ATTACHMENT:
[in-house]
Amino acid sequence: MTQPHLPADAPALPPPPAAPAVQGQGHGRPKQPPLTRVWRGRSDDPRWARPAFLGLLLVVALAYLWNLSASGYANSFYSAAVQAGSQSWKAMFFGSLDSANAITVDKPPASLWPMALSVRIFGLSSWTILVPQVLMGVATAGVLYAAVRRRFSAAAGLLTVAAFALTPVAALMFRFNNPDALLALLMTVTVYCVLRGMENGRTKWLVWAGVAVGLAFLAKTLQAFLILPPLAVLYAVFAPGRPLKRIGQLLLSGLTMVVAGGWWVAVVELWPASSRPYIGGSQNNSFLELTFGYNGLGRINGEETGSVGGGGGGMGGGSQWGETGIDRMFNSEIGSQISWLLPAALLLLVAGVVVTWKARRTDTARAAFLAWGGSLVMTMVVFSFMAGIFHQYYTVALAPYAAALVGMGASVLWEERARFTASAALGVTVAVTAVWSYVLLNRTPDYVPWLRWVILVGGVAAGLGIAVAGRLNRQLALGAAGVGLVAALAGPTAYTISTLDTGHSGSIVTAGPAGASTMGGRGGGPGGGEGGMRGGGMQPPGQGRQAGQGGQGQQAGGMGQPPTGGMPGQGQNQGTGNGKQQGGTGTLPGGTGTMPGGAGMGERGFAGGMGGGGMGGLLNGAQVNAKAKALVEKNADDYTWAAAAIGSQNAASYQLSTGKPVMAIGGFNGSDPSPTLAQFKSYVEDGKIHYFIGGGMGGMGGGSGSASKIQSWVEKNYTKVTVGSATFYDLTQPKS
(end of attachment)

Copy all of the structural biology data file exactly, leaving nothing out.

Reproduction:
[in-house]
Amino acid sequence: MTQPHLPADAPALPPPPAAPAVQGQGHGRPKQPPLTRVWRGRSDDPRWARPAFLGLLLVVALAYLWNLSASGYANSFYSAAVQAGSQSWKAMFFGSLDSANAITVDKPPASLWPMALSVRIFGLSSWTILVPQVLMGVATAGVLYAAVRRRFSAAAGLLTVAAFALTPVAALMFRFNNPDALLALLMTVTVYCVLRGMENGRTKWLVWAGVAVGLAFLAKTLQAFLILPPLAVLYAVFAPGRPLKRIGQLLLSGLTMVVAGGWWVAVVELWPASSRPYIGGSQNNSFLELTFGYNGLGRINGEETGSVGGGGGGMGGGSQWGETGIDRMFNSEIGSQISWLLPAALLLLVAGVVVTWKARRTDTARAAFLAWGGSLVMTMVVFSFMAGIFHQYYTVALAPYAAALVGMGASVLWEERARFTASAALGVTVAVTAVWSYVLLNRTPDYVPWLRWVILVGGVAAGLGIAVAGRLNRQLALGAAGVGLVAALAGPTAYTISTLDTGHSGSIVTAGPAGASTMGGRGGGPGGGEGGMRGGGMQPPGQGRQAGQGGQGQQAGGMGQPPTGGMPGQGQNQGTGNGKQQGGTGTLPGGTGTMPGGAGMGERGFAGGMGGGGMGGLLNGAQVNAKAKALVEKNADDYTWAAAAIGSQNAASYQLSTGKPVMAIGGFNGSDPSPTLAQFKSYVEDGKIHYFIGGGMGGMGGGSGSASKIQSWVEKNYTKVTVGSATFYDLTQPKS